Peer Sahab’s Birthday

Saturdays, that are working, have some characteristic moods; a winding up rush, postponing (even slightly) demanding tasks to Mondays (no wonder why Mondays are cursed, always), just in time or even earlier than scheduled sign offs. The intention is very clear, to embrace the flavors of Sunday as soon as possible after an eventful week (the feeling stays exactly identical even in case of an uneventful week). Dear reader, this typical Saturday (off course working) I am talking about, was different. I had concluded my task table at work and there was nothing that could potentially involve me away from signing off on time, yet there was no intention at my end to leave office. The mood as I recall it was typically that of lingering on, maintaining the status-quo and other similar expressions likewise. Post hours I just aimlessly stayed back, met the evening shift teams, had some chit chat, conversing haphazardly with the staff and lingered on a bit more.

As I was there with my brains on a complete vacate, though somewhat physically involved in the surroundings, there came the event my subconscious in fact had awaited all this time. A tweet from a friend announcing the countdown to midnight. A brief conversation that ensued thereafter had all the ingredients to entice the heart into something though obscured but was destined to happen…

It was a simple exchange of words primarily conveying the impeding birthday of Sir Muhammad Iqbal that midnight (Iqbal Day). What made it special was the context in which a few phrases were exchanged and the person I was in conversation with. The reply “all of the above” and “Peer sahab’s birthday” and a few more conversational exchanges left me startled as these contained a degree of awareness on Iqbal that was far greater than normal and were sufficient to generate the waves at a typical frequency that tempted me to benefit from my tweep a bit further and eventually embrace Iqbal for the hours that were to follow. Things, though random in happenings, do have an underlying purpose. Dear readers, it was the inspiration in these magical words that chalked down a plan and pulled me out straight from my office to be in attendance with Sir Muhammad Iqbal by midnight, on the eve of his birthday.

Driving straight from my office to Iqbal Park, Lahore, having negotiated the outer police cordons, I encountered the main compound of Hazuri Bagh padlocked and guarded. A Pak Rangers’ soldier came to my rescue and though initially puzzled but having deciphered my intentions got the gates opened and escorted me to the Mazar of the Maestro. Having been through the rituals of ablution to relentlessly clean but the exterior of my being, the doors were opened and I stepped inside the tomb. Dear readers, pardon me if I appear to be evasive here in stating that the things that succeeded are nothing but a fuzz in my mind. Exposed to the combined magnificence of the aura and the person I was there to pray for, my being in all humility got diminished and gradually lost into nothingness. There must have been some awfully meaningless body postures in a futile effort to exhibit respect and some ritualistic repetitions of the sacred words from my subconscious, I don’t vividly recall. Out of sheer guilt I got expelled from the interior of the tomb and started heading towards my car parked at a distance. At that particular instance there was absolutely nothing I carried less one couplet from Iqbal swarming my head:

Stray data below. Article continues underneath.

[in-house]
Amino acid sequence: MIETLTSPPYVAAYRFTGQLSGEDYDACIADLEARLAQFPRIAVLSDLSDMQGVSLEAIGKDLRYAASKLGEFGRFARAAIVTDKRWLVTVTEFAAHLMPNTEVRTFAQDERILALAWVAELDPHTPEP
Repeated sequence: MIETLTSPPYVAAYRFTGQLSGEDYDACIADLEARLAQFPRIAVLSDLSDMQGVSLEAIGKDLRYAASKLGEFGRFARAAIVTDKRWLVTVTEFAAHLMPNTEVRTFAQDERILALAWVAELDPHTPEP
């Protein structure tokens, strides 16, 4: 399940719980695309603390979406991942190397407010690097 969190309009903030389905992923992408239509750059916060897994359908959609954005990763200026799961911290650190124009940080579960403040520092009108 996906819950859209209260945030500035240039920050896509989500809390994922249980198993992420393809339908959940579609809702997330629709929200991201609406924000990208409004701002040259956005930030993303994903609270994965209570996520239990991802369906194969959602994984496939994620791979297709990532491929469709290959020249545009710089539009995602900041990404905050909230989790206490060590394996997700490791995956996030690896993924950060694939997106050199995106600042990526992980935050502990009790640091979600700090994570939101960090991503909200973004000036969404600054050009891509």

عقل و دِل و نِگاہ کا مُرشدِ اوّلیں ھے عشق
عشق نہ ہو تو شرع ودیں بُتکدۂِ تصوّرات

(the disciples of) logic, heart and vision, all need nothing but one patron; (the unconditional surrender in) love
religion and its scriptures, without this (patron of) love are but  the idols of illusion

Dear reader, in true sense, I am not aware of Iqbal, I haven’t read him that thoroughly, but I got directed to his tomb by the blessings of a more learned soul. I dearly put myself in attendance that night with a devotion of an ignorant follower, with no idea of the procession’s etiquette, got conferred with the murshid’s blessing , a couplet my tongue shall be reciting in endless repetitions with my heart devoid of the slightest clue to its true essence. I am one follower who will be happy wearing the Taweez from Peer Sahab awaiting to be blessed one day with the curiosity of getting to know its contents…

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2 Comments for “Peer Sahab’s Birthday”

Noor Rauf Rathore

says:

I’ve been sitting here, with my fingers on the keys, trying to articulate stuff that’s going around in my brain. That happens a lot. But considering this is Peer sahab we’re talking about, there’s nothing ordinary about it.
I don’t think I did it at the time (because I was too overwhelmed), but thank you, thank you, thank you for the trip.

says:

The brevity of expression above covers all; accurate comprehension and regard for Sir Muhammad Iqbal. There are others who have written paragraph loads without even catching a gist of it. This makes all the difference.
I shall wear the beautifully conveyed ‘Thank You’ expression with pride on my collar. In my heart I know, ‘that day’ once this particular act will be up for evaluation, I will be politely asked to step aside and the credit will flow to its true recipient; the one who was the inspiration in making this trip happen, out of the blue.

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